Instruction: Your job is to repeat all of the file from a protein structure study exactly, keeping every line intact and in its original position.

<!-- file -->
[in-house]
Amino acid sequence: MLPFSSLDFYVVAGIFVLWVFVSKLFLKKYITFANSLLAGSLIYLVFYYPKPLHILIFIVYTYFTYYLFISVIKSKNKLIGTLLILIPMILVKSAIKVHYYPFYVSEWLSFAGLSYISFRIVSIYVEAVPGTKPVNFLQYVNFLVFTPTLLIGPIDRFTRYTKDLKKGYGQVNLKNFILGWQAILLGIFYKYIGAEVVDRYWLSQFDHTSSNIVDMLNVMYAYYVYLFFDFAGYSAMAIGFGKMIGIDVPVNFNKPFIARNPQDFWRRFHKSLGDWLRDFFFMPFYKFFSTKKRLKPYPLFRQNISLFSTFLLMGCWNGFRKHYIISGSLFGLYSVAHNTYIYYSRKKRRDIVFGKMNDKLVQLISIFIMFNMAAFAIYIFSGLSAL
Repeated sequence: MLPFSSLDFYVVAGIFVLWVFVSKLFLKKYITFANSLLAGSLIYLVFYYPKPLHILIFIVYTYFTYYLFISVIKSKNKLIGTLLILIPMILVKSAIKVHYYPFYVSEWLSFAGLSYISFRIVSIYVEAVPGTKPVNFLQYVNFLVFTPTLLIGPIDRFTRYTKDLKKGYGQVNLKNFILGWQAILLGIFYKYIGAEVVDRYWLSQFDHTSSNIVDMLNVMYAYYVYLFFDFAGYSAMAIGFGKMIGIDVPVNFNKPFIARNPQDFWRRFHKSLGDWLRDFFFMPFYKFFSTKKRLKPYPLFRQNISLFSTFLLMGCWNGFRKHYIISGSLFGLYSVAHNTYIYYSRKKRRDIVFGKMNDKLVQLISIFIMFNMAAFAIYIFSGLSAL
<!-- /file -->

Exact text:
[in-house]
Amino acid sequence: MLPFSSLDFYVVAGIFVLWVFVSKLFLKKYITFANSLLAGSLIYLVFYYPKPLHILIFIVYTYFTYYLFISVIKSKNKLIGTLLILIPMILVKSAIKVHYYPFYVSEWLSFAGLSYISFRIVSIYVEAVPGTKPVNFLQYVNFLVFTPTLLIGPIDRFTRYTKDLKKGYGQVNLKNFILGWQAILLGIFYKYIGAEVVDRYWLSQFDHTSSNIVDMLNVMYAYYVYLFFDFAGYSAMAIGFGKMIGIDVPVNFNKPFIARNPQDFWRRFHKSLGDWLRDFFFMPFYKFFSTKKRLKPYPLFRQNISLFSTFLLMGCWNGFRKHYIISGSLFGLYSVAHNTYIYYSRKKRRDIVFGKMNDKLVQLISIFIMFNMAAFAIYIFSGLSAL
Repeated sequence: MLPFSSLDFYVVAGIFVLWVFVSKLFLKKYITFANSLLAGSLIYLVFYYPKPLHILIFIVYTYFTYYLFISVIKSKNKLIGTLLILIPMILVKSAIKVHYYPFYVSEWLSFAGLSYISFRIVSIYVEAVPGTKPVNFLQYVNFLVFTPTLLIGPIDRFTRYTKDLKKGYGQVNLKNFILGWQAILLGIFYKYIGAEVVDRYWLSQFDHTSSNIVDMLNVMYAYYVYLFFDFAGYSAMAIGFGKMIGIDVPVNFNKPFIARNPQDFWRRFHKSLGDWLRDFFFMPFYKFFSTKKRLKPYPLFRQNISLFSTFLLMGCWNGFRKHYIISGSLFGLYSVAHNTYIYYSRKKRRDIVFGKMNDKLVQLISIFIMFNMAAFAIYIFSGLSAL